It sounds illogical, but what could make John Farrell available to become the next manager of the Red Sox is the fact that he hasn’t found success in that job with the Toronto Blue Jays.
Farrell is 154-170 in two seasons with the Jays, his teams finishing in fourth place two seasons in a row. The Jays were 73-89 this season, their worst record since 2004.
The Jays were 85-77 under Cito Gaston in 2010 and have regressed since.
As pitching coach of the Red Sox from 2007-10, Farrell developed a well-deserved reputation for his work with the staff and the ability to prepare pitchers for games. He molded the career of Jon Lester and was able to bring the best out of Josh Beckett and others.
But the Blue Jays have seen their team earned run average climb since Farrell became manager. Toronto had a 4.22 ERA in 2010. It went to 4.32 in 2011, and 4.64 this season. The ERA of their starting pitchers has jumped by half a run since Farrell took over.
Factors beyond the control of any manager contribute to statistics, particularly injuries. But Farrell’s influence on the pitchers has yet to manifest itself on the field.
More damaging were the allegations veteran infielder Omar Vizquel made late in the season that the Blue Jays were a sloppy team on the field.
“It’s part of the inexperience,’’ Vizquel told the Toronto Sun. “If you make mistakes and nobody says anything about it — they just let it go — we’re going to keep making the same mistakes over and over again.
“We have to stand up and say something right after that mistake happened. We have to talk about it at meetings. We have to address it in a big way in the clubhouse.
“Sometimes you have to punish players because they’re making the same mistakes over and over again. I think the coaching staff has a big responsibility to kind of get in there and tie things up a little, have a bit more communication with their players.’’
Farrell met with Vizquel and later subtly criticized the veteran, saying he was not present for practice sessions that stressed fundamentals.
“In those early work teaching settings, having not been there, he might not have been aware of the messages and examples we continue to address,’’ Farrell said.
Vizquel apologized during a clubhouse meeting, but did not back down from his comments.
“I don’t regret it,’’ he said. “I think we need to talk a little more about the things we do on the field.’’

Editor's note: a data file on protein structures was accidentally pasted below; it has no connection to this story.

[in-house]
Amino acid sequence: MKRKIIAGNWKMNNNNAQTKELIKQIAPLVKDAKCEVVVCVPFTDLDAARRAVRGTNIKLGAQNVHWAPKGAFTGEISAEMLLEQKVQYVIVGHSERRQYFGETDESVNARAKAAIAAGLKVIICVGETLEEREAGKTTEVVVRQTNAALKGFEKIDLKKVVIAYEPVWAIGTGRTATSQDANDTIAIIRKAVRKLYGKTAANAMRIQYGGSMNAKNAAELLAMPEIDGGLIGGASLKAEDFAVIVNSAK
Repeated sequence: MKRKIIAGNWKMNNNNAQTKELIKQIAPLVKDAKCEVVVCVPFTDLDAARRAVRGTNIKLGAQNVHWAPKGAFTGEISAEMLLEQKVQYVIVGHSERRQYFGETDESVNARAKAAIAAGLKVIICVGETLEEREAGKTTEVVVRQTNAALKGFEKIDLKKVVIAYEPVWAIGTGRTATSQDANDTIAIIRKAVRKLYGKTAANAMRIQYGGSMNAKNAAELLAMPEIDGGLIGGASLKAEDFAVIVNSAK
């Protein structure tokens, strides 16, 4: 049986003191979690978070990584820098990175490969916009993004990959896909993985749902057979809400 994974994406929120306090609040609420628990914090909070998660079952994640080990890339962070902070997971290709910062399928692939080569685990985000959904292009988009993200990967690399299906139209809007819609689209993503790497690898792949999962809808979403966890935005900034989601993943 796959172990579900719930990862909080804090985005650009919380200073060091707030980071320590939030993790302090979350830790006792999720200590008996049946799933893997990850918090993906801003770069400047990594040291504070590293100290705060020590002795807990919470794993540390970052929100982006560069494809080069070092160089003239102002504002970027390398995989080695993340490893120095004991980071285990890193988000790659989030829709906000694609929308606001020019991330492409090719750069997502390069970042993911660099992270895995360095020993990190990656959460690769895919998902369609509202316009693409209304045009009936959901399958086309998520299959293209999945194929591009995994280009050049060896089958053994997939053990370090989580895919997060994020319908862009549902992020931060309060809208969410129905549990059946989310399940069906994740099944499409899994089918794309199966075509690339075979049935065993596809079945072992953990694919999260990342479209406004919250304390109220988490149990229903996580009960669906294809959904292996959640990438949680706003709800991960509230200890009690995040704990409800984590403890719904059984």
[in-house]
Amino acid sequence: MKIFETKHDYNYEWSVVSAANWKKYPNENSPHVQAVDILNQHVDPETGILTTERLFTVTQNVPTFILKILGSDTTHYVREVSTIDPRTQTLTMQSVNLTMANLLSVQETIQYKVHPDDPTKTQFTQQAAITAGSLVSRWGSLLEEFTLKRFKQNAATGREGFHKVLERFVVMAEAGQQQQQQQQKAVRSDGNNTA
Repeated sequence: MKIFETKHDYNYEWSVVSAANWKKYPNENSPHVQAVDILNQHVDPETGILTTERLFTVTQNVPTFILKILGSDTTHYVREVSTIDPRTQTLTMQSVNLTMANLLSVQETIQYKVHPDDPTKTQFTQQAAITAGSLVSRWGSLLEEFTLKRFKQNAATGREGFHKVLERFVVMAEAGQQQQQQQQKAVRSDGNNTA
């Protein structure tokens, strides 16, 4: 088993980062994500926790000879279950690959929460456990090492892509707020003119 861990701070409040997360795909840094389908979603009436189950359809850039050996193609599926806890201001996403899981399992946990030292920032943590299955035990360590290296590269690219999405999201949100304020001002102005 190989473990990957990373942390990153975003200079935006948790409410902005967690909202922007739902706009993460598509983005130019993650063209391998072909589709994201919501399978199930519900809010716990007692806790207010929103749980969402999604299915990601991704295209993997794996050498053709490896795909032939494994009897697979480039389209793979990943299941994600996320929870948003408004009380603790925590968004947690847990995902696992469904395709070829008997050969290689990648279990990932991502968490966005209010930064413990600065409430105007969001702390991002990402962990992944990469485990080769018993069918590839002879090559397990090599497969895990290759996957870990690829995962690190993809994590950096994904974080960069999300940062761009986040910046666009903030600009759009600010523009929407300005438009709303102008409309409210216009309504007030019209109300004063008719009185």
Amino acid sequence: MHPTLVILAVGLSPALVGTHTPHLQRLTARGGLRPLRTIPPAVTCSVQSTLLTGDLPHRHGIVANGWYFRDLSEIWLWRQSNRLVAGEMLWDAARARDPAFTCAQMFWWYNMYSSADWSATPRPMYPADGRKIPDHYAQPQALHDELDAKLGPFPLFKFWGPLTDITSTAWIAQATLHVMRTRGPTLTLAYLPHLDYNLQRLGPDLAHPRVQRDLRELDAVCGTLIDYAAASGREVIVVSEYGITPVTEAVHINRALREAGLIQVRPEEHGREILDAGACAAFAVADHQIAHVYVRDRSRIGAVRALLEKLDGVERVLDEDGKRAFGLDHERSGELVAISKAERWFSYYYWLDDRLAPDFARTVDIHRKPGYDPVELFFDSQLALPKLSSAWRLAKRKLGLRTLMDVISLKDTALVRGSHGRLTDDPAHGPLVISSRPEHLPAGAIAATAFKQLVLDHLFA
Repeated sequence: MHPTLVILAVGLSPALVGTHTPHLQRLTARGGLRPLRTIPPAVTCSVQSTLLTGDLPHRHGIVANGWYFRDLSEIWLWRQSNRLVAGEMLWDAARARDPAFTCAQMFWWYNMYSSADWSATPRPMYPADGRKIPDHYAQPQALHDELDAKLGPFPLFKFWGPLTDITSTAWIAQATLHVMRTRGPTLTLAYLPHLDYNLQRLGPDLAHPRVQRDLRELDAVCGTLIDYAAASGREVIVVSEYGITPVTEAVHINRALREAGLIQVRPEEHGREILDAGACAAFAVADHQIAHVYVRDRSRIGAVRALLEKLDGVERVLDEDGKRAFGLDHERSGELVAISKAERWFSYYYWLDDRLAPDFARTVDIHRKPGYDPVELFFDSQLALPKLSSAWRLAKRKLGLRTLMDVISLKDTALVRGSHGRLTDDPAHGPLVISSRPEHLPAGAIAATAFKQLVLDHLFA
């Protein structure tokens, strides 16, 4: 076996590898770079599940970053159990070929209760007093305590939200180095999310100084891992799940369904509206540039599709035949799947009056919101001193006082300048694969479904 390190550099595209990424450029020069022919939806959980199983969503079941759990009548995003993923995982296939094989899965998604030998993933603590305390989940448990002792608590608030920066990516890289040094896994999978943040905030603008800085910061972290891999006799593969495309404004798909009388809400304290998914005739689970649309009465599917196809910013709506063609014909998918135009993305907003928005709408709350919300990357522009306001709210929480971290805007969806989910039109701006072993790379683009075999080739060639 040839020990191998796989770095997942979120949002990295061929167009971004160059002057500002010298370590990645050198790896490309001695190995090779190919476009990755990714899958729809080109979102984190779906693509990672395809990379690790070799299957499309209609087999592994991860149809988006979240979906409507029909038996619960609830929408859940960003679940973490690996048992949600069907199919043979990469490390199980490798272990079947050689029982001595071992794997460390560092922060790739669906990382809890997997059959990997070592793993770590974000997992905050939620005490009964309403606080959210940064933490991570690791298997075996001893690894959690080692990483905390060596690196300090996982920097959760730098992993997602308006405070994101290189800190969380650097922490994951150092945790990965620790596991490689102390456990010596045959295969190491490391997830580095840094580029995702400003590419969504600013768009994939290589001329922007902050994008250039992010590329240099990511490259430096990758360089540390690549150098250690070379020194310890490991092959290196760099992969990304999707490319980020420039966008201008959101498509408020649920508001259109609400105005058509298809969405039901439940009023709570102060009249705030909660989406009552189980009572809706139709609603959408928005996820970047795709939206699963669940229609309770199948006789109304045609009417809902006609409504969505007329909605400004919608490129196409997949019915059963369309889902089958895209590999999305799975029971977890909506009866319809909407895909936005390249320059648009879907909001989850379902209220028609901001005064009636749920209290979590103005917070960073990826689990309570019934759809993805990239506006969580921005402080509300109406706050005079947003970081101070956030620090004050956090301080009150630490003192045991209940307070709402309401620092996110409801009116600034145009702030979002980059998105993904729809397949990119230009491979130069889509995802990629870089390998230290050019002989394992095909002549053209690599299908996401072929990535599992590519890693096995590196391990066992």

Toronto also made news in September when infielder Yunel Escobar was suspended for three games after taking the field with a homophobic slur written on his eye black in Spanish. Farrell said at the time that it went unnoticed. It added to the perception that the Jays were poorly disciplined.
Major league sources have said the Red Sox plan to seek permission to speak with Farrell. As of Friday, that had not happened.
Toronto has a policy not to allow employees to leave for a lateral move, and general manager Alex Anthopoulos has given no indication that will change.
Because Farrell has one year remaining on his contract, any deal to bring him back to Boston would likely require some compensation.
The Sox were interested in Farrell last season before they turned to Bobby Valentine. Now their interest could be magnified after Valentine’s tumultuous 10 months on the job.
For that to happen, Farrell would have to first tell Toronto he wants to leave. Since speculation about Boston’s interest in him started weeks ago, Farrell has said he is committed to the Blue Jays. But now that Valentine has been fired, behind-the-scenes machinations will start in earnest.
If Farrell were to leave, Toronto has a ready replacement in Sandy Alomar Jr.
The Indians bench coach is one of two candidates for the job in Cleveland. But the other is Terry Francona, who interviewed Friday and is considered a strong favorite.
Alomar interviewed with the Jays when they hired Farrell two years ago and was one of the finalists. His brother, Hall of Fame infielder Roberto Alomar, does not have a position with the Jays but spends considerable time around the team.